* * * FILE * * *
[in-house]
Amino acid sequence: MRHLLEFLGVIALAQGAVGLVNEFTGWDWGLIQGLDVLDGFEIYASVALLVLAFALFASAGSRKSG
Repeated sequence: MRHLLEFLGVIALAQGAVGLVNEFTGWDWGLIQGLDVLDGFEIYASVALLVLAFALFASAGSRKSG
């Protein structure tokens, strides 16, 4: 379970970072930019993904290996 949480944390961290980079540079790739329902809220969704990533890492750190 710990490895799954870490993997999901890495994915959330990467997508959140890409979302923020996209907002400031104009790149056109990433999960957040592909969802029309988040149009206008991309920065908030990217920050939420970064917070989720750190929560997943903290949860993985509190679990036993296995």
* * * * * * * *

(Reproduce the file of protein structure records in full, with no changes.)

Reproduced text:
[in-house]
Amino acid sequence: MRHLLEFLGVIALAQGAVGLVNEFTGWDWGLIQGLDVLDGFEIYASVALLVLAFALFASAGSRKSG
Repeated sequence: MRHLLEFLGVIALAQGAVGLVNEFTGWDWGLIQGLDVLDGFEIYASVALLVLAFALFASAGSRKSG
């Protein structure tokens, strides 16, 4: 379970970072930019993904290996 949480944390961290980079540079790739329902809220969704990533890492750190 710990490895799954870490993997999901890495994915959330990467997508959140890409979302923020996209907002400031104009790149056109990433999960957040592909969802029309988040149009206008991309920065908030990217920050939420970064917070989720750190929560997943903290949860993985509190679990036993296995």